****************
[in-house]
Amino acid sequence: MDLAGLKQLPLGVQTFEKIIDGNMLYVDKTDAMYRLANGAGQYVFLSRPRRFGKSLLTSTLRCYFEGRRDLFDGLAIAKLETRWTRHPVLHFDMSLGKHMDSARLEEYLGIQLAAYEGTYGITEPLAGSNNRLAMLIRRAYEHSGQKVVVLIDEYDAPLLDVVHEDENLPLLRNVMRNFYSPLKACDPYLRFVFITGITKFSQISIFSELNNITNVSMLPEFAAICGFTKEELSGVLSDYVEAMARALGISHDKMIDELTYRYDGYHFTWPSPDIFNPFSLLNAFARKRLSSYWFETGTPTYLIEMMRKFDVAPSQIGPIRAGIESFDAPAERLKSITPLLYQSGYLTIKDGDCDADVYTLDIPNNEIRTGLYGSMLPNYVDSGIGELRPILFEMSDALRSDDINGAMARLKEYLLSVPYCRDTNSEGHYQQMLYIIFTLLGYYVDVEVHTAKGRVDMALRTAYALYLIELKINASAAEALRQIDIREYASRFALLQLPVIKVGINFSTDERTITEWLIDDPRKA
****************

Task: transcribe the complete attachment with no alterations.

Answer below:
[in-house]
Amino acid sequence: MDLAGLKQLPLGVQTFEKIIDGNMLYVDKTDAMYRLANGAGQYVFLSRPRRFGKSLLTSTLRCYFEGRRDLFDGLAIAKLETRWTRHPVLHFDMSLGKHMDSARLEEYLGIQLAAYEGTYGITEPLAGSNNRLAMLIRRAYEHSGQKVVVLIDEYDAPLLDVVHEDENLPLLRNVMRNFYSPLKACDPYLRFVFITGITKFSQISIFSELNNITNVSMLPEFAAICGFTKEELSGVLSDYVEAMARALGISHDKMIDELTYRYDGYHFTWPSPDIFNPFSLLNAFARKRLSSYWFETGTPTYLIEMMRKFDVAPSQIGPIRAGIESFDAPAERLKSITPLLYQSGYLTIKDGDCDADVYTLDIPNNEIRTGLYGSMLPNYVDSGIGELRPILFEMSDALRSDDINGAMARLKEYLLSVPYCRDTNSEGHYQQMLYIIFTLLGYYVDVEVHTAKGRVDMALRTAYALYLIELKINASAAEALRQIDIREYASRFALLQLPVIKVGINFSTDERTITEWLIDDPRKA